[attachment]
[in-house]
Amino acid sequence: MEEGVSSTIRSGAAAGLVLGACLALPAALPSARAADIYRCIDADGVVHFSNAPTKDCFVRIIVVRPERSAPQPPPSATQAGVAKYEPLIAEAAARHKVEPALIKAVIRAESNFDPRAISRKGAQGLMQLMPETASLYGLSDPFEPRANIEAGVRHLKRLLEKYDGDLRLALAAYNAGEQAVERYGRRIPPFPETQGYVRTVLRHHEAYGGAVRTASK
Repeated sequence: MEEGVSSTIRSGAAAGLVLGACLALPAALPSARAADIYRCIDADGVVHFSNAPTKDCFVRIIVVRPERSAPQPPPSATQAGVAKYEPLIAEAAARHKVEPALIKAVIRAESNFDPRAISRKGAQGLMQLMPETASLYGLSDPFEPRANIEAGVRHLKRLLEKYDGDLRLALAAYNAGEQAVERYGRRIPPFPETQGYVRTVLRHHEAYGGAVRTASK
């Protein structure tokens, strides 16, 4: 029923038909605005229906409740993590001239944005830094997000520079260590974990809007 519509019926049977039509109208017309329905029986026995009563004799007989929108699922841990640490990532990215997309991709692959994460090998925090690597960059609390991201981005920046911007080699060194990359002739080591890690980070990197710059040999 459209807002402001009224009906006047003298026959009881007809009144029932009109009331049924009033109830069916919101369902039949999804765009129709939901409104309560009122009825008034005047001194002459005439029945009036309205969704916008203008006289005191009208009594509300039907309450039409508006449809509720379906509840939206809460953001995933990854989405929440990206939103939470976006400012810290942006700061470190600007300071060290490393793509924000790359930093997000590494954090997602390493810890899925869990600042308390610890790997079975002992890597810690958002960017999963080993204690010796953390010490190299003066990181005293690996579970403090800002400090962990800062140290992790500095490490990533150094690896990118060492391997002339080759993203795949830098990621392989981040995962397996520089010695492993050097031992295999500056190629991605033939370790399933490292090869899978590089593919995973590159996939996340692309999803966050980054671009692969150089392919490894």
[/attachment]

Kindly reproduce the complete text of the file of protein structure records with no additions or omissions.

[in-house]
Amino acid sequence: MEEGVSSTIRSGAAAGLVLGACLALPAALPSARAADIYRCIDADGVVHFSNAPTKDCFVRIIVVRPERSAPQPPPSATQAGVAKYEPLIAEAAARHKVEPALIKAVIRAESNFDPRAISRKGAQGLMQLMPETASLYGLSDPFEPRANIEAGVRHLKRLLEKYDGDLRLALAAYNAGEQAVERYGRRIPPFPETQGYVRTVLRHHEAYGGAVRTASK
Repeated sequence: MEEGVSSTIRSGAAAGLVLGACLALPAALPSARAADIYRCIDADGVVHFSNAPTKDCFVRIIVVRPERSAPQPPPSATQAGVAKYEPLIAEAAARHKVEPALIKAVIRAESNFDPRAISRKGAQGLMQLMPETASLYGLSDPFEPRANIEAGVRHLKRLLEKYDGDLRLALAAYNAGEQAVERYGRRIPPFPETQGYVRTVLRHHEAYGGAVRTASK
């Protein structure tokens, strides 16, 4: 029923038909605005229906409740993590001239944005830094997000520079260590974990809007 519509019926049977039509109208017309329905029986026995009563004799007989929108699922841990640490990532990215997309991709692959994460090998925090690597960059609390991201981005920046911007080699060194990359002739080591890690980070990197710059040999 459209807002402001009224009906006047003298026959009881007809009144029932009109009331049924009033109830069916919101369902039949999804765009129709939901409104309560009122009825008034005047001194002459005439029945009036309205969704916008203008006289005191009208009594509300039907309450039409508006449809509720379906509840939206809460953001995933990854989405929440990206939103939470976006400012810290942006700061470190600007300071060290490393793509924000790359930093997000590494954090997602390493810890899925869990600042308390610890790997079975002992890597810690958002960017999963080993204690010796953390010490190299003066990181005293690996579970403090800002400090962990800062140290992790500095490490990533150094690896990118060492391997002339080759993203795949830098990621392989981040995962397996520089010695492993050097031992295999500056190629991605033939370790399933490292090869899978590089593919995973590159996939996340692309999803966050980054671009692969150089392919490894």